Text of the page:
A voyage to Romania is like travelling back in time, to a magic land where stories about beautiful princesses, brave warriors and talented craftsman come to life on the streets of its medieval citadels. Re-live immemorial times and become a part of the story during the medieval festivals of Romania. You will be mesmerized by the fairytale decor and archaic practices that transform each city into a mirror of the past. Here’s our list of the medieval festivals you should not miss.
Sighisoara Medieval Festival
Sighisoara Medieval Festival
July 27-29, 2018
In the last inhabited medieval citadel of Europe, centuries-old takes are brought back to life during the last weekend of July at Sighisoara Medieval Festival. Each year, another legend is revealed during the oldest medieval festival of Romania.
Respectable women with long dresses, unafraid knights and master craftsmen are getting out on the citadel’s streets to recreate the medieval-era atmosphere of Sighisoara. The citadel is animated by craft workshops like pottery, carpentry, ironmongery, jewellery making, medieval dance representations, knight fighting scene re-enactments, archery, medieval poetry and music performances. All these in a fairytale location.
If you plan to go, it is recommended to book accommodation a few months in advance, as the festival is very well-liked among Romanians and tourists.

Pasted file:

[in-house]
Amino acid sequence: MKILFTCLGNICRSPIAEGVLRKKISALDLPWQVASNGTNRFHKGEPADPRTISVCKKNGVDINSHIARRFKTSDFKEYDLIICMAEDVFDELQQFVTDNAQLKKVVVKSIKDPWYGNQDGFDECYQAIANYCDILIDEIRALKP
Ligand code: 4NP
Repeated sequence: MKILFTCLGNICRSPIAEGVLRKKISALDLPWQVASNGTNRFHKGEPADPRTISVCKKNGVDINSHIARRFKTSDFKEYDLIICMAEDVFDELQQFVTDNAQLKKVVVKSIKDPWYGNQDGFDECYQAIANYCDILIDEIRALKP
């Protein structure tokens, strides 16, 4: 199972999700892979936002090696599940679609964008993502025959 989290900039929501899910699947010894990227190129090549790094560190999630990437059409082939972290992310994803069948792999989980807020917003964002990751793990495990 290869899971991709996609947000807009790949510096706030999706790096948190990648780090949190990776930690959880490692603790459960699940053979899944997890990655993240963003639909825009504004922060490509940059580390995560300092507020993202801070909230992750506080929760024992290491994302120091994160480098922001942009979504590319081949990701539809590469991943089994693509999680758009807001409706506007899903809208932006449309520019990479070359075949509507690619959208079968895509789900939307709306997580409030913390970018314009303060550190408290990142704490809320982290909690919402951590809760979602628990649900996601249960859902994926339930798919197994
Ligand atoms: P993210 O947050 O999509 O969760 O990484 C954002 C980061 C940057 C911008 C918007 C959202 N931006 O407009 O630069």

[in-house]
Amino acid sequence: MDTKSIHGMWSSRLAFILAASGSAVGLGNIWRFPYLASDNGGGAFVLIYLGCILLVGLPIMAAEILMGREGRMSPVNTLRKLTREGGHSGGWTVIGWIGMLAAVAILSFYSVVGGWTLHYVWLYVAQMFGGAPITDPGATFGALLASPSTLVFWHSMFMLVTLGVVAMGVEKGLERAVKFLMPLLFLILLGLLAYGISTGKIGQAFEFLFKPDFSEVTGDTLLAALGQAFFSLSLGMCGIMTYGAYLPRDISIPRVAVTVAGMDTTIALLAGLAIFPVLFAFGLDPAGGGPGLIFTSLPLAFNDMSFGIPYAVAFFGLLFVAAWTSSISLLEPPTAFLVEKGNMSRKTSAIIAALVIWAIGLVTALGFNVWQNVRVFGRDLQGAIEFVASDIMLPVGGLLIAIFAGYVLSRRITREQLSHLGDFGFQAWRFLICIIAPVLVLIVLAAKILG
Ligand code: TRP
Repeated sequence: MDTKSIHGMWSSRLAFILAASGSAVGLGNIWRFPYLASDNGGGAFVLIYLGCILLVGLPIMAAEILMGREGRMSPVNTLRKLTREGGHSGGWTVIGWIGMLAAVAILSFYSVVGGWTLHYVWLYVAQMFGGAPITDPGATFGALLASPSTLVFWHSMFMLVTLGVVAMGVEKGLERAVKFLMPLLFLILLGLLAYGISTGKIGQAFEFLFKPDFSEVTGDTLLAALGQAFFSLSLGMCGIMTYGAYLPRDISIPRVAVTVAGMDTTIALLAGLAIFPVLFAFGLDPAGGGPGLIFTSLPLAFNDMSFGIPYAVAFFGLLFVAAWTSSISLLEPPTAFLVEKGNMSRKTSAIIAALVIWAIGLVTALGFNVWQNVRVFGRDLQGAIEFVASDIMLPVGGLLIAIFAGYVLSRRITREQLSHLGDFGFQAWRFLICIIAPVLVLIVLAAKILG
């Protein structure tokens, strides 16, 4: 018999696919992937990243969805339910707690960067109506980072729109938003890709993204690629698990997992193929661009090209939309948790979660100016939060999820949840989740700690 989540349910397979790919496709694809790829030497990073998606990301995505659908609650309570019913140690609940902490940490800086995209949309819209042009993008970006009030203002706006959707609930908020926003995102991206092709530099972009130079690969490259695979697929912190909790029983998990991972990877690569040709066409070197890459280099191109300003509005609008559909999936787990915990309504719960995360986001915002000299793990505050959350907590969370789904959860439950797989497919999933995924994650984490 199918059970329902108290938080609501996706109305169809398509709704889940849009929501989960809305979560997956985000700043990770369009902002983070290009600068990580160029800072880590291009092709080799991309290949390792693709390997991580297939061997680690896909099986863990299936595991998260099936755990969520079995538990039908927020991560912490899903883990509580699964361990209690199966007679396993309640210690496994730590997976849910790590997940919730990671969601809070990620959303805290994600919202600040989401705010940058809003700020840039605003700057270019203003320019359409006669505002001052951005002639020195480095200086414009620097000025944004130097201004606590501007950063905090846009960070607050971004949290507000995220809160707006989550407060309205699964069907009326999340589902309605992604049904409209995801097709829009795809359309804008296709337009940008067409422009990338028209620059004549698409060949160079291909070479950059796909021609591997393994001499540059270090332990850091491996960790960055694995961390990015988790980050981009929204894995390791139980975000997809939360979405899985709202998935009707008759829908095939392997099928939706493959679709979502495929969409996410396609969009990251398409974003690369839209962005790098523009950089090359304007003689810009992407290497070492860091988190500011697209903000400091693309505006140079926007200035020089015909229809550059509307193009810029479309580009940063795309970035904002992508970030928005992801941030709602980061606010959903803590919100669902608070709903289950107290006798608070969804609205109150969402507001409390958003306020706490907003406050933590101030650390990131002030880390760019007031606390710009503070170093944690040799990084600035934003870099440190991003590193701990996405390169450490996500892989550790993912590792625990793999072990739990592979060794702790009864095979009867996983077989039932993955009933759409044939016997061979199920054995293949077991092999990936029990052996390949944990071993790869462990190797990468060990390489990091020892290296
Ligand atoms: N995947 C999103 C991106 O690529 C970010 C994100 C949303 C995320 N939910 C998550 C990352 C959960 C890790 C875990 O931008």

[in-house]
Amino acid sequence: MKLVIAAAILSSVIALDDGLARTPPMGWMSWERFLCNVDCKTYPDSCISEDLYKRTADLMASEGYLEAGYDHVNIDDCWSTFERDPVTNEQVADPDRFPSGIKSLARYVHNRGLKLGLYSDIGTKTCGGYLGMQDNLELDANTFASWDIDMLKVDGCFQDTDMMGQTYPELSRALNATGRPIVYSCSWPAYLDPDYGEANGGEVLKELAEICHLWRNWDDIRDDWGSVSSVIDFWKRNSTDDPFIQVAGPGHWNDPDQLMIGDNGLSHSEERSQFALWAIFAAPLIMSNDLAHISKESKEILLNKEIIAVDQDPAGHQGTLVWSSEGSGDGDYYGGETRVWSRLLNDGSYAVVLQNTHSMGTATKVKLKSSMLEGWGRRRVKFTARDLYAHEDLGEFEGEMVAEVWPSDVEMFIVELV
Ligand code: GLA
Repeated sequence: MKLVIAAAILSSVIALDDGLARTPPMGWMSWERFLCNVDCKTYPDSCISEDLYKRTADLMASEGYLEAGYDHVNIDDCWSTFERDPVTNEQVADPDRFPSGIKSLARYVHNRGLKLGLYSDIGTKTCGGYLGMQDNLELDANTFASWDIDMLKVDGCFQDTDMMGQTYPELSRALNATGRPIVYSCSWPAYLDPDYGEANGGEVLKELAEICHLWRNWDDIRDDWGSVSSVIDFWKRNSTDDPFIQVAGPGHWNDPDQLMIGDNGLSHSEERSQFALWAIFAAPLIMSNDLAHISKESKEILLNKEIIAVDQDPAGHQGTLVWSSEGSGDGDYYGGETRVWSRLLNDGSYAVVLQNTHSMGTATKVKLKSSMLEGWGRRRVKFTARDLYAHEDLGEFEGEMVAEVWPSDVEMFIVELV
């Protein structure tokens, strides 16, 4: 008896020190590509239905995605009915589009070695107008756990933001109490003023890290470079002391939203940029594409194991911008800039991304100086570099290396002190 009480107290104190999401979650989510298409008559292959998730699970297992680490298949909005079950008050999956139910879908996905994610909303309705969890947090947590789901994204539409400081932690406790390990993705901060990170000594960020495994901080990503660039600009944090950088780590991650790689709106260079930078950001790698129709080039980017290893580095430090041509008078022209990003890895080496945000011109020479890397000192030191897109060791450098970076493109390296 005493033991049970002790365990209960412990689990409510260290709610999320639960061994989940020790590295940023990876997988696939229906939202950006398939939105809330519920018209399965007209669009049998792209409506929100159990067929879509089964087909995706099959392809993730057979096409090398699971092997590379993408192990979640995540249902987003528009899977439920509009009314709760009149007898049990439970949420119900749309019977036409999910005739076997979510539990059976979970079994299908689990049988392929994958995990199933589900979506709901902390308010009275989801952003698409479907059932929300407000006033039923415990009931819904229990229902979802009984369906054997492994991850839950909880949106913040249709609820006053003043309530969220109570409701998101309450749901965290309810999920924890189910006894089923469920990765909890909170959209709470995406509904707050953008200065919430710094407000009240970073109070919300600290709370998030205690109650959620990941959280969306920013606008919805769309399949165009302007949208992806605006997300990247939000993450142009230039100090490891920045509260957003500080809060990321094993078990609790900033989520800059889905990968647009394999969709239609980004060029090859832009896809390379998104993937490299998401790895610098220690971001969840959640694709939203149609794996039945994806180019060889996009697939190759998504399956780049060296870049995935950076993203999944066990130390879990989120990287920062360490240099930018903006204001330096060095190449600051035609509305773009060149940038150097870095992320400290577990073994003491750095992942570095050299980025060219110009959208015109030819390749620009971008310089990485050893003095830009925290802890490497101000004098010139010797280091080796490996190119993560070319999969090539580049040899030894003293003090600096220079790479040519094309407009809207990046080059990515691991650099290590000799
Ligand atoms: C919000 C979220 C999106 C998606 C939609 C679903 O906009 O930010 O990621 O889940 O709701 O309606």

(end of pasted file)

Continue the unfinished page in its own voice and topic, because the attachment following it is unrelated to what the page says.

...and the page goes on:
Sighisoara Citadel, Romania
Knights fight © Aleksandar Todorovic / Shutterstock
Transylvanian Citadels Medieval Festival
August 24-26, 2018
Organized in the historical centre of Sibiu, the Transylvanian Citadels Festival is a celebration of the city and its rich history. During three days, the city is covered in a medieval garment and the festival starts with the parade of the artists, all dressed in medieval-era habits. During the next days, live concerts of medieval music, theatre performances, street fights and tournaments, craft workshops and medieval fairs are exhibited over the city centre to the delight of visitors and locals.
The festival is also an opportunity to discover how people used to live, fight and survive in medieval times, to learn from the local craftsmen and to explore the medieval citadel with local guides. By the end, you may not want to live in modern times anymore.
Blacksmith at work © Baciu / Shutterstock
Medieval Bistrita Celebration
September 1 – 2,
Bistrita is one of the seven Saxon citadels that flourished during medieval times, thanks to the so-called ‘hospites’ of Transylvania. The Saxons came to Transylvania during the 12th-15th centuries, summoned by the Hungarian Kings to protect the southern border of their kingdom. At that time, Transylvania was ruled by the Hungarian crown and a land where the Saxons built strong citadels, preventing the Tatars to conquest the eastern part of Europe.
Proud of their history and willing to promote their heritage, the people from Bistrita founded the Cultural Association ‘Medieval Bistrita’ which organizes, every year since 2007, the Medieval Bistrita Celebration. The Festival reunites street animation groups and professional musicians, both national and international. Together they restore the medieval atmosphere through paladins and guardsman camps, a medieval fair, interactive shows, medieval dance demonstrations and concerts. All the festival is conceived like a ritual, following a historic scenario where centuries-old traditions are reinstalled.